Summary:Infection of rhesus macaques with chimeric simian-human immunodeficiency viruses (SHIV) is an established method to study AIDS pathogenesis and is increasingly used to assess the efficacy of vaccine and antiviral candidates. For these reasons, a detailed understanding of those molecular determinants, which confer pathogenic potential to SHIV viruses, should assist in both rational experimental design and interpretation of results. In this report, we describe the development and in vivo characterization of a pathogenic molecular clone, SHIVSF33A2, which contains an envelope sequence derived from the CXCR4-dependent isolate, HIV-1SF33. Proviral DNA, amplified from a rhesus macaque infected with the pathogenic isolate SHIVSF33A, was substituted into the corresponding region of the parental, nonpathogenic SHIVSF33 genome creating the molecular clone SHIVSF33A2. Coreceptor specificity of SHIVSF33A2 was determined to be CXCR4 specific. Naive rhesus macaques were productively infected after a single exposure to cell-free SHIVSF33A2 by either the intravenous (IV) or intravaginal (IVAG) routes. Animals infected with SHIVSF33A2 suffered a severe loss of peripheral CD4+ T cells and high acute plasma viremia with development of simian AIDS 9 months after inoculation. Sequence analysis identified 25 discreet amino acid changes within the V1-V5 regions of the envelope protein when compared with the nonpathogenic parental virus. These data indicate that domains within the HIV-1 envelope protein are sufficient to define pathogenic potential in the context of the SIVmac239 genome.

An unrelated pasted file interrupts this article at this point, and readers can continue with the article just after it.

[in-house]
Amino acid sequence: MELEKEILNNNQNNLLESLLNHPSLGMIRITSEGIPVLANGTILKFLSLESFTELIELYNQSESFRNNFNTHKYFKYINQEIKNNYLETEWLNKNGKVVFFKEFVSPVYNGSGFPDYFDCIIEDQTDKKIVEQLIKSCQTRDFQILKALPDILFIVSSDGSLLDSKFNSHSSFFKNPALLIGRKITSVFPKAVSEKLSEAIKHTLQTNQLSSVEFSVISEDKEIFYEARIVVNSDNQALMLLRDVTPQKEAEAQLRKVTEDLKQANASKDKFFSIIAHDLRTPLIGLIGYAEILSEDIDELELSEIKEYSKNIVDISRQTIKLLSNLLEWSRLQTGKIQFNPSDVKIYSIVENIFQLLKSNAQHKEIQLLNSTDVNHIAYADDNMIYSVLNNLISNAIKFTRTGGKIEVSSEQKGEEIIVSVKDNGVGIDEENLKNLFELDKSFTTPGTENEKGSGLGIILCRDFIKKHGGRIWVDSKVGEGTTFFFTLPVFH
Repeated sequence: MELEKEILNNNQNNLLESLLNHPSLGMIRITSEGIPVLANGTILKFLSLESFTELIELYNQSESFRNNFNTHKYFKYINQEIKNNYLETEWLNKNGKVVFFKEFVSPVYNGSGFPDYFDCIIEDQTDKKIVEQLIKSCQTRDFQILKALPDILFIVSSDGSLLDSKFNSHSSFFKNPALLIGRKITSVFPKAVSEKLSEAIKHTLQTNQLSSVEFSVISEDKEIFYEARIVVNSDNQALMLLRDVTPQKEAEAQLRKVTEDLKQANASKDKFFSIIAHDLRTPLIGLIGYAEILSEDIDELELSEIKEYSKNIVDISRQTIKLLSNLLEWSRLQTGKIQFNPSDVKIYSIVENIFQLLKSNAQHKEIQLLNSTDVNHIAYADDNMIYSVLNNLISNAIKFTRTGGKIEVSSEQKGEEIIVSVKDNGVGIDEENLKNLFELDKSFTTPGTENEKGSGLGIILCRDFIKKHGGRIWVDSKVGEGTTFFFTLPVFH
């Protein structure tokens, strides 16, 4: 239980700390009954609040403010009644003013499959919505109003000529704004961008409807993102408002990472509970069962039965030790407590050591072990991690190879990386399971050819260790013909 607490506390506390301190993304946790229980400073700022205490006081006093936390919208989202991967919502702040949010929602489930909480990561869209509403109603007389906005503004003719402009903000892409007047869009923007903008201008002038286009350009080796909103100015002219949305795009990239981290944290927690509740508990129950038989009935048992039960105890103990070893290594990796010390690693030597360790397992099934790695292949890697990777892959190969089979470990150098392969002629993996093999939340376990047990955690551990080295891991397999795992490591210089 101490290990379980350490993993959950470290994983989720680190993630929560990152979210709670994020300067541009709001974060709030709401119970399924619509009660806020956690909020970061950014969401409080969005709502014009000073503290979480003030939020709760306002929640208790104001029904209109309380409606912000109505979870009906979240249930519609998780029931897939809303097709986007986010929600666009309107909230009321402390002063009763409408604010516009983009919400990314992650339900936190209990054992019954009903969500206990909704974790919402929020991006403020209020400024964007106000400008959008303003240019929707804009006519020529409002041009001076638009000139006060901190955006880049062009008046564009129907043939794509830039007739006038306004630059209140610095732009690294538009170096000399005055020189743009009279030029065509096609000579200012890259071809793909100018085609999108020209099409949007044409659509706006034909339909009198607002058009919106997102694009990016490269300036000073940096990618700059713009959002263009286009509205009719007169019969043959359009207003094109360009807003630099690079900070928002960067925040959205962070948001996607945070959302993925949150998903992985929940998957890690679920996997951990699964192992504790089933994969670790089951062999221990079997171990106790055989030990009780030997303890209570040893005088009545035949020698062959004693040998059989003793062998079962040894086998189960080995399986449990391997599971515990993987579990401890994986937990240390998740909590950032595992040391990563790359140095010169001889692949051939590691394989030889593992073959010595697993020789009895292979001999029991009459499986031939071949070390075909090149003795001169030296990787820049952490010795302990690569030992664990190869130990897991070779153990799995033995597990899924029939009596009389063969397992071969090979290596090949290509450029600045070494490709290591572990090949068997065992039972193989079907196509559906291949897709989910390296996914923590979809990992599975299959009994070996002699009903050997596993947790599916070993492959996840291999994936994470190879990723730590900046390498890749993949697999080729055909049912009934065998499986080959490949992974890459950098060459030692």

Address correspondence and reprint requests to Janet M. Harouse, Aaron Diamond AIDS Research Center, 455 First Ave, New York City, NY, 10016 U.S.A; e-mail: JHarouse@adarc.org.
Manuscript received March 12, 2001; accepted April 26, 2001.
© 2001 Lippincott Williams & Wilkins, Inc.